KANSAS CITY, Mo. — The Jackson County 16th Circuit Court briefly shut down Thursday morning after protesters chained the doors shut, preventing people from entering the building.
Protesters from the local group KC Tenants were demanding a moratorium on evictions in Jackson County.
It happened quickly. Protesters locked the doors to the Jackson County Courthouse with chains from the outside, hoping to prevent evictions from happening.
“Evictions are an act of violence, and we wanted to stop that violence today,” protester Tiana Caldwell said. “That’s why I’m chained to the door.”
Caldwell knows what it is like to be homeless. She was evicted from her home several years ago during her second bout with cancer.
“There was no empathy for me being sick, for me being on the street and being sick and the fact that I was actively in treatment for cancer,” she said.
Now recovered and no longer homeless, Caldwell is fighting for others facing homelessness during the pandemic. That includes people like Ashley Johnson who said she was recently forced out of her home by her landlord.
“She took it upon herself to remove all of the appliances in the house, and then the next day the lights was disconnected,” Johnson said.
Before the pandemic, Johnson held down three jobs to take care of herself and three children. Now she’s down to one job. Her income is drastically reduced.
“Mind you there’s a moratorium in place, but people turned a blind eye to that,” Johnson said.
The CDC issued a moratorium on evictions for non-payment from Sept. 4 through Dec. 31 to prevent the spread of COVID-19.
Tenants looking for relief must fill out a form provided on the CDC’s website, stating they meet the financial requirements to halt an eviction. The declaration must then be given to the landlord.
Jackson County Presiding Judge David Byrn issued an administrative order upholding the CDC’s temporary halt in evictions.
However, landlords may still file evictions if the tenant has not provided them with the CDC’s declaration, and as in the CDC order, evictions may go forward for reasons other than non-payment of rent.
KC Tenants wants more.
“If it takes chaining ourselves to the front of the courthouse, then that’s what we’re gonna do,” KC Tenants organizer Wilson Vance said. “We are going to shut it down anyway we can, and that’s because we have to protect each other.”
The Jackson County Court issued the following statement regarding the protest and evictions:
“Every citizen has a right to access the courts and courthouses for redress of their disputes. Today, protesters gathered at the Jackson County Courthouse in Kansas City demanding a suspension of all landlord tenant cases.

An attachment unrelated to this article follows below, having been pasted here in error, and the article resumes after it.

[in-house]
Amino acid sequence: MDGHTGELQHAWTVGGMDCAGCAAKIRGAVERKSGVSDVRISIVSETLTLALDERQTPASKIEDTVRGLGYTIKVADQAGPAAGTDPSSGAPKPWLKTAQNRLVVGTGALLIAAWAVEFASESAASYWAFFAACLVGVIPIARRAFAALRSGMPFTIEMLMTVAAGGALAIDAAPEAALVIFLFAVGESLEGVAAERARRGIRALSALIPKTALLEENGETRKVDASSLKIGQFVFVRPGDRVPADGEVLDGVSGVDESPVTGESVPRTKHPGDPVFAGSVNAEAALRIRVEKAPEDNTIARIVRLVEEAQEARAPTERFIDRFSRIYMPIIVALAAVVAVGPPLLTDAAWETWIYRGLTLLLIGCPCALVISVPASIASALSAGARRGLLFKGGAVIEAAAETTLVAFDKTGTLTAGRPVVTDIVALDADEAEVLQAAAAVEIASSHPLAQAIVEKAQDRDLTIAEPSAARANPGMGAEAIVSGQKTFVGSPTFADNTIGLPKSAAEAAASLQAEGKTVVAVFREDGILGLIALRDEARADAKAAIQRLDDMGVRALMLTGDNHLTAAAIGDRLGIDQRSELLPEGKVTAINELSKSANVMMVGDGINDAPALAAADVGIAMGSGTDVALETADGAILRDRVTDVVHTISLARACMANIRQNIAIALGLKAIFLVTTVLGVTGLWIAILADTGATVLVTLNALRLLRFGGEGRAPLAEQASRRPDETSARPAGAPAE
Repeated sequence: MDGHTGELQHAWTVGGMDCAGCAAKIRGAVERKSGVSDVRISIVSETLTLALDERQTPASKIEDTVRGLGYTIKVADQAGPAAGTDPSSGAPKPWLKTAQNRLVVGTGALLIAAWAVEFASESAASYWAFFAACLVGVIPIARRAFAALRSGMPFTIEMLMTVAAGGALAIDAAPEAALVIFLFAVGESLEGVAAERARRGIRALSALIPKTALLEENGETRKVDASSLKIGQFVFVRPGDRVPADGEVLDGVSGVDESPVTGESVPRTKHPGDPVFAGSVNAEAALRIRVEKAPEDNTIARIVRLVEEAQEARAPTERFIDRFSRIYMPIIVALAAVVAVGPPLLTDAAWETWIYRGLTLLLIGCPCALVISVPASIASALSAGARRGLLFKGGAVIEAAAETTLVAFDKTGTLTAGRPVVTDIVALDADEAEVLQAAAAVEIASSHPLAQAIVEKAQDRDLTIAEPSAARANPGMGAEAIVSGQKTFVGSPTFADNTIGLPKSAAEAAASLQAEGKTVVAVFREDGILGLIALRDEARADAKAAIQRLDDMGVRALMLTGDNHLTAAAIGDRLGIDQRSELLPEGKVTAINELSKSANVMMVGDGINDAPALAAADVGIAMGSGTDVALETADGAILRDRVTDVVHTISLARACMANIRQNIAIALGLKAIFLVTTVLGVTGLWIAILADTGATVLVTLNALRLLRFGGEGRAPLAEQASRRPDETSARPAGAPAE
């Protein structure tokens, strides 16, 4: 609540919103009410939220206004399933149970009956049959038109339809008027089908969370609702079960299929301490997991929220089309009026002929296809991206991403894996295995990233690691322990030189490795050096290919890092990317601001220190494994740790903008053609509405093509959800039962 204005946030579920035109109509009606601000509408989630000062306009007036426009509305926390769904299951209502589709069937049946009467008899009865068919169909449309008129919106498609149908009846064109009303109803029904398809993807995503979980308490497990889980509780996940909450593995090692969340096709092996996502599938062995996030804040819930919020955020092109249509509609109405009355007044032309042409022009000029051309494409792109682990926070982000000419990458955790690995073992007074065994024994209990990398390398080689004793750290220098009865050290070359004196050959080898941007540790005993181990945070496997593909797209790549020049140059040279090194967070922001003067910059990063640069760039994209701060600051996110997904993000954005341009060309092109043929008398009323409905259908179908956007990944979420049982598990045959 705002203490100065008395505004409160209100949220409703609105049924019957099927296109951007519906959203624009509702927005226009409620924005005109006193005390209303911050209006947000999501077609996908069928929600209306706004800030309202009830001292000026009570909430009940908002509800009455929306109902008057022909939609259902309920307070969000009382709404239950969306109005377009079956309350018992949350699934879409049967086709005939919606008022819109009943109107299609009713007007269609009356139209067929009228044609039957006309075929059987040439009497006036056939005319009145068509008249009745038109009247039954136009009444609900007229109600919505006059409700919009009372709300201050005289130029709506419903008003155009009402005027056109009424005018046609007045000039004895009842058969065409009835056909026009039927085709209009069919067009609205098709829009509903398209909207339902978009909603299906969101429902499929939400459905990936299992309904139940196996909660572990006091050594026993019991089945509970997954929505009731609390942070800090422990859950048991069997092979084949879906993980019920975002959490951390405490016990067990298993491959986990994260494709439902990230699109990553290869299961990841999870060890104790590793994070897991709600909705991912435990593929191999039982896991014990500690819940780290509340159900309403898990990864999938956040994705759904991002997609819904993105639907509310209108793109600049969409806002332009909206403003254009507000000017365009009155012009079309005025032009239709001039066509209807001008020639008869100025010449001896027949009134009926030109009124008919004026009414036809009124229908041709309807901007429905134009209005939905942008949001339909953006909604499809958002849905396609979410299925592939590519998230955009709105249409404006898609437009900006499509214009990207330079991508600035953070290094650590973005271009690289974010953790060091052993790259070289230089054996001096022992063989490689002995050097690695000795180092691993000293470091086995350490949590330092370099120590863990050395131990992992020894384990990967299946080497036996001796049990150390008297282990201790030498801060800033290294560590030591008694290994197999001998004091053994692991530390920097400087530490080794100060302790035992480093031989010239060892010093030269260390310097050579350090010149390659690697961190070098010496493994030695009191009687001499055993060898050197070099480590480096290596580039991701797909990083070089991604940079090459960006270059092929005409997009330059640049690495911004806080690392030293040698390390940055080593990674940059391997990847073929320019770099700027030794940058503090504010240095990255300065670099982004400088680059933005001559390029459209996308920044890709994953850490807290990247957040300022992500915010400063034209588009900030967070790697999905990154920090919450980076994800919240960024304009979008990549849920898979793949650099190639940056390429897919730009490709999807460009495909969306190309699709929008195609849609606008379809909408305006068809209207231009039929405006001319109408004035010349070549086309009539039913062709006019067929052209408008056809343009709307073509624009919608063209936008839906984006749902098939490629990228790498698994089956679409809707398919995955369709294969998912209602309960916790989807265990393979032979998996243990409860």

“As part of that protest, many protesters attempted to deny access to the courts and deny access to the courthouse by chaining themselves to and temporarily shutting the west entrance into the courthouse. Although entry to the courthouse was available through the north entrance, the protesters’ actions temporarily closed the point of ADA access to the courthouse.
“In addition to attempting to block access to the courthouse, several protesters also attempted to disrupt and interfere with court dockets and hearings by pretending to be litigants when they were not in fact parties to on-going cases, and by continuously talking and shouting over the judge, litigants and attorneys. Notwithstanding these actions which were ultimately unsuccessful, court dockets proceeded and the rights of the litigants were protected.
“The court, as the judicial branch of government, does not create laws, statutes or policy. The executive branch of government (embodied by the President or the Governor) and legislative branch of government (Congress or Missouri Legislature) create laws, statutes and policy.
“The court has been and will continue to enforce and follow existing laws, including long standing landlord tenant laws, rules and procedures. The Court has been and will continue to act in compliance with the recent order issued by the CDC.
“The executive and legislative branches of government can change existing laws, statutes, procedures or policies. If the executive and/or legislative branches of government decide to change existing laws, statutes, procedures, or policies, the court will enforce and give effect to those new laws, statutes, procedures or policies.”